Now compulsory for all commercial buildings. EPCs became compulsory on the construction of all new commercial buildings, and sales and lettings of non-residential buildings, regardless of size, in October 2008.

An EPC gives a fridge-like A-G rating of a building’s energy efficiency and is valid for ten years. It must be accompanied by a report by an Energy Assessor, containing recommendations for improvements – although you’re not actually required to implement them.

It’s the responsibility of the seller or landlord to obtain an EPC, which must be in place before Heads of Terms are agreed and, if the property has been marketed, attached to the particulars.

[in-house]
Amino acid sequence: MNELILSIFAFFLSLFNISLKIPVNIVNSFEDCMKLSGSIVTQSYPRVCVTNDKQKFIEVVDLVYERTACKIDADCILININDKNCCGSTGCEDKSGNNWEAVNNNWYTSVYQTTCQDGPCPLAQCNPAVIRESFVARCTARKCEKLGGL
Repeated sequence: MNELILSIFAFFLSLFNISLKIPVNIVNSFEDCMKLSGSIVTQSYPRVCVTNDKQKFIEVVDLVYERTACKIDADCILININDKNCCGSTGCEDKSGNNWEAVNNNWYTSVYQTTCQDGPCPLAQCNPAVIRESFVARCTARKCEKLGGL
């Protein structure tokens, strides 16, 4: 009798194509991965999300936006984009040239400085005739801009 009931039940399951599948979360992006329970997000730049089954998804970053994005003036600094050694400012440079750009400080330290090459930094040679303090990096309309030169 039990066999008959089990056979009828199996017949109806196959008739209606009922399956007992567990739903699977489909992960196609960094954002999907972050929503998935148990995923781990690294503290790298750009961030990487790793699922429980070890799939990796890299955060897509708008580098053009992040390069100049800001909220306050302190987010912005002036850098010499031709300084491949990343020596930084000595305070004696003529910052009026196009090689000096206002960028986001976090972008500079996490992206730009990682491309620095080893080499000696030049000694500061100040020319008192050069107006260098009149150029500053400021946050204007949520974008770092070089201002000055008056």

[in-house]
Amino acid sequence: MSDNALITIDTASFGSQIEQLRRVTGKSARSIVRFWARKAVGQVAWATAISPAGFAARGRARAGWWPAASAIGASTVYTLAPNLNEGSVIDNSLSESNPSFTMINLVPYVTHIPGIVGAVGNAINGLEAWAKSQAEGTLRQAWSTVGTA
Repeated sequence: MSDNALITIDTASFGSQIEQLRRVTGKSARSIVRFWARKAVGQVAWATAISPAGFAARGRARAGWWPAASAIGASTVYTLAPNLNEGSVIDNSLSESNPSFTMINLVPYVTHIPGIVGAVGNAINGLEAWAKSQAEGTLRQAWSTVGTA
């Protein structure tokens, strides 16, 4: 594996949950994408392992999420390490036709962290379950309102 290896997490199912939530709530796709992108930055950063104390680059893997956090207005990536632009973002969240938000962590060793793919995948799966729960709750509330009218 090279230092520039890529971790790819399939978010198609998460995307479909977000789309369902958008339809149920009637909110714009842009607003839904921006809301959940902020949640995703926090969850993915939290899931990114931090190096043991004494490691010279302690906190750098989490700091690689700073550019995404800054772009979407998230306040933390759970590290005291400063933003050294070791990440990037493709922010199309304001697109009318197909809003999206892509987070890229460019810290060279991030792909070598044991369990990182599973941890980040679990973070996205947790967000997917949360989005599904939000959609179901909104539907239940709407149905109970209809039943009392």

Although an EPC isn’t required for lease surrenders or renewals or for sales/lettings off-plan during construction, you’ll need one if a building has been split into separate units and/or if fixed services, such as heating, have been modified. Only one EPC is required for multi-let properties, provided there’s communal heating; and for mixed use properties, the residential and commercial elements must have separate EPCs.

The penalty for non-compliance is fixed at 12.5% of the rateable value of the building up to a maximum fine of £5000.